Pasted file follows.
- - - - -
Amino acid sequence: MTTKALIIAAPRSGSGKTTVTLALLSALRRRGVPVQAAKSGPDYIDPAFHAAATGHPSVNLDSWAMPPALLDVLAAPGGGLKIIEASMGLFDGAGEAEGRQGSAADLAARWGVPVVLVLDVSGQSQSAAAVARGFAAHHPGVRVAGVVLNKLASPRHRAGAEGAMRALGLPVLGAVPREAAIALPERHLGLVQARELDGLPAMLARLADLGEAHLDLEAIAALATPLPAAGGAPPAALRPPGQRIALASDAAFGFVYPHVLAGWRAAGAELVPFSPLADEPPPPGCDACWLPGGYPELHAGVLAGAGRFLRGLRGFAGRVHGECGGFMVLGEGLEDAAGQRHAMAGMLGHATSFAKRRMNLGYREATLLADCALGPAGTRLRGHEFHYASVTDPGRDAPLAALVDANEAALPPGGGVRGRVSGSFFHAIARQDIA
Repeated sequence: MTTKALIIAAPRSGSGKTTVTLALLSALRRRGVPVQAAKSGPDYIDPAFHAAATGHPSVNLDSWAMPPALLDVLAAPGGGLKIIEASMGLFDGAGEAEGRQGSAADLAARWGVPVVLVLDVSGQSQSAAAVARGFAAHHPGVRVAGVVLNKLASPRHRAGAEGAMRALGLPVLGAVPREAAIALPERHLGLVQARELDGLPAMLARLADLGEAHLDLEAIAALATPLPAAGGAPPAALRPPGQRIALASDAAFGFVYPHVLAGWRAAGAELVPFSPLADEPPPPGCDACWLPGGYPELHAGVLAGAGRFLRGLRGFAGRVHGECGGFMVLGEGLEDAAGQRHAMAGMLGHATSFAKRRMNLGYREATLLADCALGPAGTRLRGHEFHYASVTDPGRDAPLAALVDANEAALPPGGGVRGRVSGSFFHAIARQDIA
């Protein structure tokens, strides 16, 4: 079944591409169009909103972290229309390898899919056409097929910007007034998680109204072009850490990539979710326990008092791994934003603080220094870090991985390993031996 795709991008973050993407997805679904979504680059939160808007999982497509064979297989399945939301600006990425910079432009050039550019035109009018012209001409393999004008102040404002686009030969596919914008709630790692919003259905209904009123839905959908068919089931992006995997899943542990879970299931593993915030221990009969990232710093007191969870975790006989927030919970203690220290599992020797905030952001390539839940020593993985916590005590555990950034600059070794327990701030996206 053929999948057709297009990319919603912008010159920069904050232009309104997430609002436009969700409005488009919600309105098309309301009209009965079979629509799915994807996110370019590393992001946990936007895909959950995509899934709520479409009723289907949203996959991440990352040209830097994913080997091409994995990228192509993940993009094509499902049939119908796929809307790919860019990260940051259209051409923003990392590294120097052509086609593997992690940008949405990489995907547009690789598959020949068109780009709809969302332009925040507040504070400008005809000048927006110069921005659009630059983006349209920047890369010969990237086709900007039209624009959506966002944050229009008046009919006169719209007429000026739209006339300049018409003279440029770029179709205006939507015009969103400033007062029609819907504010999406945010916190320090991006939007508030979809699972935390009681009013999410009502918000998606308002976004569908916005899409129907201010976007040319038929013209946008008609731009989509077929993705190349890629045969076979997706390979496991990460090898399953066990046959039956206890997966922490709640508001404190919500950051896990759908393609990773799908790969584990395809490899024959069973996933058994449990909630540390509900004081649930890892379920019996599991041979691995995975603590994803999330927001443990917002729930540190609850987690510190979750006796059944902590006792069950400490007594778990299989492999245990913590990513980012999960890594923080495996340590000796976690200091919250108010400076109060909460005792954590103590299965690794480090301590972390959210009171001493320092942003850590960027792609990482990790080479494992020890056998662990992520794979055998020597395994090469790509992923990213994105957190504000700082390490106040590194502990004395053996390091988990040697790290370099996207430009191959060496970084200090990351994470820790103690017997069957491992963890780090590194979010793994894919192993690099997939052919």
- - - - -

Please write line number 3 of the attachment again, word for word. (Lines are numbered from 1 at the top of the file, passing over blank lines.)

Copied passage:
């Protein structure tokens, strides 16, 4: 079944591409169009909103972290229309390898899919056409097929910007007034998680109204072009850490990539979710326990008092791994934003603080220094870090991985390993031996 795709991008973050993407997805679904979504680059939160808007999982497509064979297989399945939301600006990425910079432009050039550019035109009018012209001409393999004008102040404002686009030969596919914008709630790692919003259905209904009123839905959908068919089931992006995997899943542990879970299931593993915030221990009969990232710093007191969870975790006989927030919970203690220290599992020797905030952001390539839940020593993985916590005590555990950034600059070794327990701030996206 053929999948057709297009990319919603912008010159920069904050232009309104997430609002436009969700409005488009919600309105098309309301009209009965079979629509799915994807996110370019590393992001946990936007895909959950995509899934709520479409009723289907949203996959991440990352040209830097994913080997091409994995990228192509993940993009094509499902049939119908796929809307790919860019990260940051259209051409923003990392590294120097052509086609593997992690940008949405990489995907547009690789598959020949068109780009709809969302332009925040507040504070400008005809000048927006110069921005659009630059983006349209920047890369010969990237086709900007039209624009959506966002944050229009008046009919006169719209007429000026739209006339300049018409003279440029770029179709205006939507015009969103400033007062029609819907504010999406945010916190320090991006939007508030979809699972935390009681009013999410009502918000998606308002976004569908916005899409129907201010976007040319038929013209946008008609731009989509077929993705190349890629045969076979997706390979496991990460090898399953066990046959039956206890997966922490709640508001404190919500950051896990759908393609990773799908790969584990395809490899024959069973996933058994449990909630540390509900004081649930890892379920019996599991041979691995995975603590994803999330927001443990917002729930540190609850987690510190979750006796059944902590006792069950400490007594778990299989492999245990913590990513980012999960890594923080495996340590000796976690200091919250108010400076109060909460005792954590103590299965690794480090301590972390959210009171001493320092942003850590960027792609990482990790080479494992020890056998662990992520794979055998020597395994090469790509992923990213994105957190504000700082390490106040590194502990004395053996390091988990040697790290370099996207430009191959060496970084200090990351994470820790103690017997069957491992963890780090590194979010793994894919192993690099997939052919």